The valuation of patents included in standards and their reasonable license fees is affected by two competing views about how and why standards are developed. One view, which emphasizes that standardization is foremost about choosing a technical solution, assumes the availability of roughly equivalent alternatives; the other emphasizes that standardization is foremost about picking the best technical solution, assuming distinctly different alternatives. These views affect patent valuations but often remain implicit in economic and legal studies. This paper examines which view is more accurate from the perspective of standardizers using data from expert interviews and literature study.
While the study suggests that the availability of roughly equivalent alternatives is generally more accurate, neither view well-captures the reality of standard development. Typically, the relative technical merit of competing solutions is an important selection criterion, but it is secondary to other critical factors. The findings highlight the interrelatedness of the many technical design choices usually at stake; the negotiability of and trade-offs between multiple performance criteria determining the value of technical solutions; the filtering effect of consensus versus voting committees on actual technology choice; and, not least, the influence of non-technical factors on technology choice.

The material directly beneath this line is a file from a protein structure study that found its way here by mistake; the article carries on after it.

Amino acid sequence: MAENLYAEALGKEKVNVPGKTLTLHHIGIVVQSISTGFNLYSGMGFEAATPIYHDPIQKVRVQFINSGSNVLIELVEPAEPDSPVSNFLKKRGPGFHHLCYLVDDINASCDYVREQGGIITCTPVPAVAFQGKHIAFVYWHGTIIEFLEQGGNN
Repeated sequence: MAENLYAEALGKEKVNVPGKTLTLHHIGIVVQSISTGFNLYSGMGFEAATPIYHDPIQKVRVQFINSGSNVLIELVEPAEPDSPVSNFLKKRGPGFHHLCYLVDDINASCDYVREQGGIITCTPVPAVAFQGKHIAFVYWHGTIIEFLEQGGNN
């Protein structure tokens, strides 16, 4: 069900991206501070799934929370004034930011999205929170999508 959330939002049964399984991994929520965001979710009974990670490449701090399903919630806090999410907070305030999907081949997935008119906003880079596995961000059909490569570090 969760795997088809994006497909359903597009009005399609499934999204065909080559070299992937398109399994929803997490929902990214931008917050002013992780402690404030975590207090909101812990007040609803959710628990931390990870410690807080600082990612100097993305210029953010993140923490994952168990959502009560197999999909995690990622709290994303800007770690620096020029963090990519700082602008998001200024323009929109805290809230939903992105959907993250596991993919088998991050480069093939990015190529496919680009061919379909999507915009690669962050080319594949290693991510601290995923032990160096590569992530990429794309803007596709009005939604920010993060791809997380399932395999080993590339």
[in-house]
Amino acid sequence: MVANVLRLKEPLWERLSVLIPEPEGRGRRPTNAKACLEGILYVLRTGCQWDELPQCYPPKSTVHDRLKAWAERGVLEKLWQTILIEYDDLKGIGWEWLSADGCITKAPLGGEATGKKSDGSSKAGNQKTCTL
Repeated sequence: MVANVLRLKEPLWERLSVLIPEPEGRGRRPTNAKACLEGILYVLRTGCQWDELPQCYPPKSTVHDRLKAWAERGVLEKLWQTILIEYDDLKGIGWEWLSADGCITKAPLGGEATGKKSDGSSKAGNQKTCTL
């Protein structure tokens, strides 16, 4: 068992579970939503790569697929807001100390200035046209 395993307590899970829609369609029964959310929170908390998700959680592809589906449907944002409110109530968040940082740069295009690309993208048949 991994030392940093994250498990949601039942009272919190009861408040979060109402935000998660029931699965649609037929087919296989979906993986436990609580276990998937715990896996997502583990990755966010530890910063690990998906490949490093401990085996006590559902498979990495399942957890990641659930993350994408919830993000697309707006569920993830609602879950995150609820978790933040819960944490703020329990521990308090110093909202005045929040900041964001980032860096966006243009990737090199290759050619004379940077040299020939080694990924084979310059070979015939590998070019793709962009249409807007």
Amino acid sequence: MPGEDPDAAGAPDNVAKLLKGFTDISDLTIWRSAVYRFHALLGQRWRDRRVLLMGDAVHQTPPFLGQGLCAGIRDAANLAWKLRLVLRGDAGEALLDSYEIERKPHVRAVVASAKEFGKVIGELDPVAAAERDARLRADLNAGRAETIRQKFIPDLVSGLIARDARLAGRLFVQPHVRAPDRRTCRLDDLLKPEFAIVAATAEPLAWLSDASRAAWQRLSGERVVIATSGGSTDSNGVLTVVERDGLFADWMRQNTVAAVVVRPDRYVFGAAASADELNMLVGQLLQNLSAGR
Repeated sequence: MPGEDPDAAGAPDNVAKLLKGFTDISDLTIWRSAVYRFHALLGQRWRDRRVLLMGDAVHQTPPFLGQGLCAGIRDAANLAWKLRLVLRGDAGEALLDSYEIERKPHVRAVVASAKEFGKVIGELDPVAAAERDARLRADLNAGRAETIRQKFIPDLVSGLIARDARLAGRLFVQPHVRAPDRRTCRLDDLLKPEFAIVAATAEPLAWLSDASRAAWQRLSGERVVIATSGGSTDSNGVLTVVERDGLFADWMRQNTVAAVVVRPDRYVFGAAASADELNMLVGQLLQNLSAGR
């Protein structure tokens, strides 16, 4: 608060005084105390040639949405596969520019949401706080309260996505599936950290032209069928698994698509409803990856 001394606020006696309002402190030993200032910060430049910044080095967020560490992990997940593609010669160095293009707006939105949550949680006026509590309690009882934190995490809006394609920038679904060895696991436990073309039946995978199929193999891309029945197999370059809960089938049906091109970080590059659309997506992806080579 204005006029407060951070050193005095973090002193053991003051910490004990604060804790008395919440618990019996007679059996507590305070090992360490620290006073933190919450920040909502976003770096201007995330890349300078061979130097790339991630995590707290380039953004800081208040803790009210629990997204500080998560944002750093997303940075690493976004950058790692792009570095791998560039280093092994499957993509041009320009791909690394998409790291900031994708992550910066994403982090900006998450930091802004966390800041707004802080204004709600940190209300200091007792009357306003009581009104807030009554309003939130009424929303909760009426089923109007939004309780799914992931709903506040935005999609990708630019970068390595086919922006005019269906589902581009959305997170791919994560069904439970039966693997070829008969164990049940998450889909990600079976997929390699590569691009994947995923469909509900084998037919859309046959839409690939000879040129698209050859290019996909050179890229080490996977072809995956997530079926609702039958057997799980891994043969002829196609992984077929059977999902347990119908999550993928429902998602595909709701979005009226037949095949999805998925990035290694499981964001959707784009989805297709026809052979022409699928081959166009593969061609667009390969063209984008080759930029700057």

Given these caveats, valuating patents-in-standards on their technical, innovative merit will remain contentious. To better account for the influence of the dynamics of standards processes on technology choice, a valuator’s line of reasoning should address, among other factors, existing alternative technical solutions and multiple performance dimensions. Follow-up research is recommended that examines the implications of patent inclusion for these dynamics.